"There are not a lot of resources for [Asian students] to talk about a fight or another issue in their school," Chen said in an interview Sunday night.
He is an organizer of Asian Americans United in Philadelphia, leading workshops and training at schools that include the history of discrimination and social justice.
Chen emigrated to Philadelphia when he was 16 with his mother and two sisters to settle with his father, who had arrived seven years earlier.
It was at Southern, as the high school is known, that Chen's role as an organizer took hold.
"When I went to South Philadelphia High School, I got beat up," he said. "After I started doing organizing, I got beat up again. Many of my friends got beat up."
The violence culminated on Dec. 3, 2009, when groups of mostly African American students attacked 30 Asian classmates, sending seven to hospitals.
That day sparked a contentious, weeklong boycott led by Chen that attracted international news coverage. A subsequent federal investigation found the School District of Philadelphia was "deliberately indifferent" to violence and harassment against Asians, prompting a settlement that mandated broad remedies.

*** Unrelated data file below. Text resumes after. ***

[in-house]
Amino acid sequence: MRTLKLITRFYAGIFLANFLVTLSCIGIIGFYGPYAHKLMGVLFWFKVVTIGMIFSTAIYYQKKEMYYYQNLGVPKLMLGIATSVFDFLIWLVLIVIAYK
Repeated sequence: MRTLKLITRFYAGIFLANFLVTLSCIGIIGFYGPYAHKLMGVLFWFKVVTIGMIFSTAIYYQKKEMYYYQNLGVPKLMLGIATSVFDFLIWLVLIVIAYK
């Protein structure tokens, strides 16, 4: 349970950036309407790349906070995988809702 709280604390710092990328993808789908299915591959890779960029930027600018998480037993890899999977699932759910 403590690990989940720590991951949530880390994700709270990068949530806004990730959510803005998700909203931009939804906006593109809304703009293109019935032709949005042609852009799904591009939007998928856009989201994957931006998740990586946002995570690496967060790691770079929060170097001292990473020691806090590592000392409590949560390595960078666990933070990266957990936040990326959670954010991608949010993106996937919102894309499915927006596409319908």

Chen graduated in 2010. He's continued to organize and speak at conferences across the country. He's also taken classes at Community College of Philadelphia to improve his English, as well as a class in photography.
He said he'll return to college one day. For now, he's focused on helping students.
All 10 First Peace Prize recipients displayed compassion and courage to help fuel positive changes in their local communities, according to the organization. The winners, who range in age from 9 to 22, received the prize Sunday at the New York Public Library.
"If I didn't get this fellowship, I would continue to do youth organizing," Chen said, but he wouldn't have as much time.